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Study finds E85 corn ethanol worse for the environment than gasoline

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A new study has discovered that E85 corn ethanol, despite having less effect on global warming, fossil energy use and potential toxicity, is actually harder on the environment than traditional gasoline.

Published in Environmental Science & Technology, the study was the work of research teams from the Technical University of Troyes, France, University of Minnesota and the University of California in Santa Barbara, according to a report by Hybrid Cars.

Considering 12 different impacts over 19 corn-producing American states, the study found that E85 (the 85 percent ethanol, 15 percent gasoline blend used to power flex fuel vehicles) has a 23 percent greater negative environmental impact than gasoline. When also factoring indirect land use (such as fossil-fueled equipment to harvest the corn and shipping the fuel), that number increases to an average of 33 percent.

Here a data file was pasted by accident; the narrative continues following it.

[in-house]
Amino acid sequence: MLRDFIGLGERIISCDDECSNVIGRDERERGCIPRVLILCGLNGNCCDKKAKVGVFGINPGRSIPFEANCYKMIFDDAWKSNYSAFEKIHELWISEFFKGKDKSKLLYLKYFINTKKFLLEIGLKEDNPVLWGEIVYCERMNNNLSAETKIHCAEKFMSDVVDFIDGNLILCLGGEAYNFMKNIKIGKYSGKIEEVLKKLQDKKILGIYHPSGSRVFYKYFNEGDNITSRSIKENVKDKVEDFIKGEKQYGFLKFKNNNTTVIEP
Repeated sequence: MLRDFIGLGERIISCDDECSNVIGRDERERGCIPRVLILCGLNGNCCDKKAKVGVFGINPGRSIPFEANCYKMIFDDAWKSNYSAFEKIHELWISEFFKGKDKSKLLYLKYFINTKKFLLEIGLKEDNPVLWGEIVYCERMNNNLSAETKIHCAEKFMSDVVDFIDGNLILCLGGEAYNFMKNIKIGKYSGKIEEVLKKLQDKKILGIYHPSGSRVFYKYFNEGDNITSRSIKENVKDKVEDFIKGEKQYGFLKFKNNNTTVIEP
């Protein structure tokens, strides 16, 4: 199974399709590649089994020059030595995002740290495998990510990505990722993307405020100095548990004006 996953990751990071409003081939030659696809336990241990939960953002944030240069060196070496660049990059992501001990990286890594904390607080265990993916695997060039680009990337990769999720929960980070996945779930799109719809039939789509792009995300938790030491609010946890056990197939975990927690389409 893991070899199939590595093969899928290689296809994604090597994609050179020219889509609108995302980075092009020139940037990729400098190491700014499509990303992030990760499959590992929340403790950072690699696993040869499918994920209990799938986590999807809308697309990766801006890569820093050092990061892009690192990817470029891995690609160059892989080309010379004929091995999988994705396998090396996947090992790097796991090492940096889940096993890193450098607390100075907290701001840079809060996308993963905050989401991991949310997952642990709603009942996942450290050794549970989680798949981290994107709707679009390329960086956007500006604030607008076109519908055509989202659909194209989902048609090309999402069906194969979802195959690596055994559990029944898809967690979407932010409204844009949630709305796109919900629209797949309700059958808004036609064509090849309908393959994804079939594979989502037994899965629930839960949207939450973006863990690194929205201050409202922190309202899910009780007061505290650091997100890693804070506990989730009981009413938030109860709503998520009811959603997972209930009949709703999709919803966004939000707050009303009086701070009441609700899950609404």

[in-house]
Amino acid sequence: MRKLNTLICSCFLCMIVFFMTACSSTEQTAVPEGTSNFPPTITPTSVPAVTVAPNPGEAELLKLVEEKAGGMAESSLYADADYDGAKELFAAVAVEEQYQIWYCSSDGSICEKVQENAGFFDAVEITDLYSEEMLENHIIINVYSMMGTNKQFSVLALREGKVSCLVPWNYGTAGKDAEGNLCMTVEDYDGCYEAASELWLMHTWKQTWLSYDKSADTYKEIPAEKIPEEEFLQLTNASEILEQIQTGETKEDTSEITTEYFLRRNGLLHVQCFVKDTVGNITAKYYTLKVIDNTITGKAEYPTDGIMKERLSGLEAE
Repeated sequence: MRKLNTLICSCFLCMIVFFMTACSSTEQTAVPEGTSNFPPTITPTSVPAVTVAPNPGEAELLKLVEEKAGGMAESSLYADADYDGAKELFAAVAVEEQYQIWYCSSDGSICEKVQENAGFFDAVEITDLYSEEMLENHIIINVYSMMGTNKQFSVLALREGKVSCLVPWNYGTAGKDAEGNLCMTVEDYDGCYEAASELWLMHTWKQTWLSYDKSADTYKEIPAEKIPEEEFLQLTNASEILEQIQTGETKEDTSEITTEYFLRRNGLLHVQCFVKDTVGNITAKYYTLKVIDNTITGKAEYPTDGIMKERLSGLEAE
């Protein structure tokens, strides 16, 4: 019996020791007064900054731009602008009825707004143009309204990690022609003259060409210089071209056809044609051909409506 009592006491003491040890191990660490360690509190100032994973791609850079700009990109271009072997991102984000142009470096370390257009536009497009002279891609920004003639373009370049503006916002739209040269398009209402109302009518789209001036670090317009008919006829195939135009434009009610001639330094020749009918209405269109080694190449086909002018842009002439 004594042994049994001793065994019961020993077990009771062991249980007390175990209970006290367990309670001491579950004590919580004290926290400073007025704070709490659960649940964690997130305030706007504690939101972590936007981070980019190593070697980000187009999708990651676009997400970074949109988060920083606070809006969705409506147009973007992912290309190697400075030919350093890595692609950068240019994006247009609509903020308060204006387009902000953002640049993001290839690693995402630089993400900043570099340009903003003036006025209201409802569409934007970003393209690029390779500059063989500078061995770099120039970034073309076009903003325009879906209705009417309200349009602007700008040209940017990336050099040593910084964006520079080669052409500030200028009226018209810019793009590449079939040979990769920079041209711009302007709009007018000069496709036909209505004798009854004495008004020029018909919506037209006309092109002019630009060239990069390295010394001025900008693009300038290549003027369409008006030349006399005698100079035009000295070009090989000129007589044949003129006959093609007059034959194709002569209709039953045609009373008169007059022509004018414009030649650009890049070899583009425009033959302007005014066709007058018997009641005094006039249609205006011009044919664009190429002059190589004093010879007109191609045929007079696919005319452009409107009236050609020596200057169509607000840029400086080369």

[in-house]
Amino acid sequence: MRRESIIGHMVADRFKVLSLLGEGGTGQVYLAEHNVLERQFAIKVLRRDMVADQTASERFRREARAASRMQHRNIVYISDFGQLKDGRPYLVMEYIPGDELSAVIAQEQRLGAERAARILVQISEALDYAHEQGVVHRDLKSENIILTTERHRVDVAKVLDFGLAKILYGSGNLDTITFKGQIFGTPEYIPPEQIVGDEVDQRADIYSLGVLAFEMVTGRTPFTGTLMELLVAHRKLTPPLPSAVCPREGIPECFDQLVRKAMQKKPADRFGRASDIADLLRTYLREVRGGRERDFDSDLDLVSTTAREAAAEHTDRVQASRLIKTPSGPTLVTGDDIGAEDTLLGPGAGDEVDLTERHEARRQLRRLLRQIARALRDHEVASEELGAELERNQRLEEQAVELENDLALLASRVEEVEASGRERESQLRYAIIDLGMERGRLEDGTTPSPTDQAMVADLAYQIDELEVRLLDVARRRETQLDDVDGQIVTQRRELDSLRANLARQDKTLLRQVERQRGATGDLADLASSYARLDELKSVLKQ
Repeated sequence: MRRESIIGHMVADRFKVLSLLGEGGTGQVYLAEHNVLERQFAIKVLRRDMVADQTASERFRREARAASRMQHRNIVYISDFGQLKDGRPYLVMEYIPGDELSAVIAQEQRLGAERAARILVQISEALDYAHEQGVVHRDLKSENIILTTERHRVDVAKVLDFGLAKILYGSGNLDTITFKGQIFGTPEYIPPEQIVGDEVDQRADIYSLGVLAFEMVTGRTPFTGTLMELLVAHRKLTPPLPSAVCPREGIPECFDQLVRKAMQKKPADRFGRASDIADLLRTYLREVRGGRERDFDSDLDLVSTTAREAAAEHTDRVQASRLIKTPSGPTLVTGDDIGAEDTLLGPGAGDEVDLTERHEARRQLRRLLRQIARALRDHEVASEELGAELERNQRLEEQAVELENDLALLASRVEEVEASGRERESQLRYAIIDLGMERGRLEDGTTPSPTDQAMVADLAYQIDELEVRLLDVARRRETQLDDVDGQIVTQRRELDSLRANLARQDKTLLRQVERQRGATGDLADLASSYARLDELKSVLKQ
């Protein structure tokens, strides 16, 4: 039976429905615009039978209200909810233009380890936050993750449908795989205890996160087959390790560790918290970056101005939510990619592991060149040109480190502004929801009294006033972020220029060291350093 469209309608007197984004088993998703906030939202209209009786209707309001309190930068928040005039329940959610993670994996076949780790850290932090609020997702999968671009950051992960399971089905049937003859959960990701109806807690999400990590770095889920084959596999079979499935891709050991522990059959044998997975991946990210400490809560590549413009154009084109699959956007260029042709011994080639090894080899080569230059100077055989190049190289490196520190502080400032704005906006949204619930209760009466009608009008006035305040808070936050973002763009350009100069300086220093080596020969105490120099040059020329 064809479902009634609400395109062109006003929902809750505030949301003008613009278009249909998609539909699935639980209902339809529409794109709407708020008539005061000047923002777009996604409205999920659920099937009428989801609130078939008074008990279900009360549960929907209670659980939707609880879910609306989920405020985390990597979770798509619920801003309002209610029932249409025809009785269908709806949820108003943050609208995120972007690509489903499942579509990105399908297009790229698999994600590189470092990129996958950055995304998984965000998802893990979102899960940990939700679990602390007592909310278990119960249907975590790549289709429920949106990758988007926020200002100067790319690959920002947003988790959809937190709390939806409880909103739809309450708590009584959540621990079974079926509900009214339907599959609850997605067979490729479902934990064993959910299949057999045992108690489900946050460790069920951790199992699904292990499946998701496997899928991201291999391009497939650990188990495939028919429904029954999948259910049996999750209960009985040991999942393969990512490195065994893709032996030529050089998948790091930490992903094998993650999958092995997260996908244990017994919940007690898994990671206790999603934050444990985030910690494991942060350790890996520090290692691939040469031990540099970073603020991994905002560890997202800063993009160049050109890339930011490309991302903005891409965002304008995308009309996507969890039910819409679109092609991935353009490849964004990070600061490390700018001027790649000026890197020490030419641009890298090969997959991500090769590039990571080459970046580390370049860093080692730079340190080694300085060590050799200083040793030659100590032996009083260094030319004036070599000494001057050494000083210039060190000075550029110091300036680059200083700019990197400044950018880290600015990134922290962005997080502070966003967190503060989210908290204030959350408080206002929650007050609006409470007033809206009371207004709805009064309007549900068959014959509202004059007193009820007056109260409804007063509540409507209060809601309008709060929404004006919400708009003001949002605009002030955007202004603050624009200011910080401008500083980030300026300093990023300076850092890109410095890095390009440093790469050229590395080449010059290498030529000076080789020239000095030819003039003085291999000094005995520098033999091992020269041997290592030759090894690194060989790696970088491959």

The biggest contributors to these numbers are the high amounts of water used to irrigate the cornfield and eutrophication, which the U.S. Geology Survey defines as “an increase in the rate of supply of organic matter in an ecosystem.” It also depletes the oxygen in an affected body of water, which can lead to death of other organisms living in the water, such as fish.